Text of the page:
Chocolate Submeringue Pies
By LaWanda Bailey
"…a cheerful heart has a continual feast."
Proverbs 15:15 (NASB)
In every mother's brain, tucked under the frontal lobe, lies a storage area called the Momflubbius. Her childrearing mistakes gather there and nag at her until she redeems them one-by-one. Guilt is a mother's burden. She spends the first half of her adult life praying she raises her kids right, and the last half grieving over things she did wrong. A mother never misses a chance to redeem herself.
I saw my chance when my adult children and I planned to gather spouses and children for a big family dinner. We would travel to my son's house, spend the night, and cook the next day's meal together. My Momflubbius churned. You didn't bake chocolate pies for your kids when they were young. "I'll make chocolate pies," I said, looking around to see if I was the one who had muttered those words. My children didn't flinch. Maybe they hadn't noticed that I had ruined their lives by failing to make chocolate pies.
I shopped for name-brand ingredients. They'll have a memory to clutch to their hearts when I'm gone, I thought as I bought two pie plates to frame my masterpieces. They'll see me whipping mounds of meringue while the filling bubbles on the stovetop.
Back at home, I packed the supplies for the trip and went to the Internet, where I found a site for perfect meringue. I took fastidious notes and left town to meet my destiny.
Early the next morning, I joined the family in the kitchen. I measured my ingredients and stirred away. When the liquid bubbled, I removed it from the heat like the recipe said. Hmmmm, looks pretty thin. I put it back on the burner. When the mixture didn't thicken, I became alarmed. My daughter suggested that it might set when we baked it with the meringue on top. My husband said we should freeze it.
The meringue fell, too heavy with the amount of sugar listed on the perfect meringue site, and my daughter-in-law remade it. She dropped the first spoonful onto the pie and caught her breath. "It sank," she announced. My creation was too weak to support egg whites and air. My son said, "You've made chocolate sub-meringue pie, Mom." After the topping fought its way to the top, we slid the plate into the oven. For the first time in my life, I said a prayer for a chocolate pie.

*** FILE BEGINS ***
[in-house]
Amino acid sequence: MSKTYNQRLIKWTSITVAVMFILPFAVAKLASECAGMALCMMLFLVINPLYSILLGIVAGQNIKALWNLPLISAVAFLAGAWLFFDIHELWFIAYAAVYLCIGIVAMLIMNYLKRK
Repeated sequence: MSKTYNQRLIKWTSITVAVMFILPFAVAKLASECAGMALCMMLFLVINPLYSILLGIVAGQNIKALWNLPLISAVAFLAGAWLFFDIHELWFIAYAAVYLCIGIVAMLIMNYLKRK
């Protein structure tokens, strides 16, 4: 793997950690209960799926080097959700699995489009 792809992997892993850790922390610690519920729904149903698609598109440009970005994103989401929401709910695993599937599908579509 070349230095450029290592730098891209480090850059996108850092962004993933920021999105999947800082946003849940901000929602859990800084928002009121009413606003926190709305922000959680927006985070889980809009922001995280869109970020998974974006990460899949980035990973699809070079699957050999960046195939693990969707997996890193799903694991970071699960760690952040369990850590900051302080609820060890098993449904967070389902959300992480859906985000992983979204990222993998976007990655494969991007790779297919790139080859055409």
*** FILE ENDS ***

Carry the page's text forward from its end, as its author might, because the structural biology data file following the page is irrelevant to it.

When the oven timer beeped, we crowded around, hovering like we were opening a secret family vault. I lifted the pie plate; chocolate sloshed over the side. The sub-meringue pie had torpedoed the baking theory. We put the other pie into the freezer, where it remained in a liquid state two hours later. My teenage grandson said, "Awesome! You've created a liquid that won't cook or freeze. Can I use it in my chemistry class?"
My daughter tasted the pie. "Chocolate soup," she said.
Although we laughed about the culinary catastrophe throughout the day, my Momflubbius was in distress. When it comes to being a mom, it prodded, you are pond scum.
I felt better when our four grandchildren gathered around the pie. They dipped out the topping, spooned the chocolate liquid over it, and said it tasted great. One of them broke off a piece of crust, dipped it into the concoction and said, "Look. Chocolate nachos."
My husband comforted me, "If the pies had turned out, we'd all have eaten a slice of pie and forgotten it. Look at how much fun we've had. We'll never forget today because of your chocolate pies."
So my kids finally have a memory of me making chocolate pies, though it wasn't the memory I had planned. Maybe it's more important that they remember me as a mom who
can laugh when things fall apart, a mom who loves the Lord, and a mom who loves them enough to try to make up for things left undone.
I learned one thing for sure: Meringue may sink, but God will keep us afloat.